Kidney transplantation is a surgical procedure in which a healthy kidney from a donor is
transplanted into a recipient who has kidney failure or end-stage renal disease. The
transplanted kidney takes over the function of the recipien failed kidneys, allowing them
to live a more normal life.
The donor kidney can come from a living donor, such as a family member or friend who is a
suitable match, or from a deceased donor whose organs have been donated for
transplantation. The recipient is usually carefully screened to ensure that they are a suitable
candidate for the transplant and to reduce the risk of rejection.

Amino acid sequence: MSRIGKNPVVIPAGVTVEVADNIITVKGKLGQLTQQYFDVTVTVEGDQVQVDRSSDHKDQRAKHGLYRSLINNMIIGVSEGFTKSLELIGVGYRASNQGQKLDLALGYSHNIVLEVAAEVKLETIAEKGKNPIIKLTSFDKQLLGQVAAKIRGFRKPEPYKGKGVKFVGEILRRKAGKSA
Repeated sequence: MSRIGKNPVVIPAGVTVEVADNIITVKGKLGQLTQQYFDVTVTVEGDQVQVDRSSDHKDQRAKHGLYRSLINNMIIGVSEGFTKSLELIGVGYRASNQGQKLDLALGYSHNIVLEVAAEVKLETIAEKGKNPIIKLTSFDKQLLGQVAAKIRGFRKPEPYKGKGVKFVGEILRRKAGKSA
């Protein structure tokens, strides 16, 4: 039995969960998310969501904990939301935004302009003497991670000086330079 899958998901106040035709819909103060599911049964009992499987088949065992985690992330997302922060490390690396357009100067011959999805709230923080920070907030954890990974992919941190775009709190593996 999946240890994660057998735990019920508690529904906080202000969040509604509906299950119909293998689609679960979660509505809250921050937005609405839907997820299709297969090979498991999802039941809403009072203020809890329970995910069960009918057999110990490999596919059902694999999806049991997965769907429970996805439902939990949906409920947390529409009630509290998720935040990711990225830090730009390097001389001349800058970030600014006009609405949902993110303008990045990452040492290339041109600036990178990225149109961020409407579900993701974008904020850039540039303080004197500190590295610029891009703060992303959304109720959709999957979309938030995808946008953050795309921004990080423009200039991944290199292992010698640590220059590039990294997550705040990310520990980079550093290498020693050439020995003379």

The surgery typically takes several hours and involves the placement of the new kidney in
the lower abdomen, connected to the recipient blood vessels and bladder. After the
surgery, the patient will need to take medications to prevent rejection of the transplanted
kidney and to manage any potential side effects of the medications.
Successful kidney transplantation can provide a range of benefits, including improved
quality of life, reduced dependence on dialysis, and increased life expectancy. However, the
procedure does carry some risks, including the risk of complications during or after surgery,
the risk of rejection, and the need for ongoing monitoring and management of the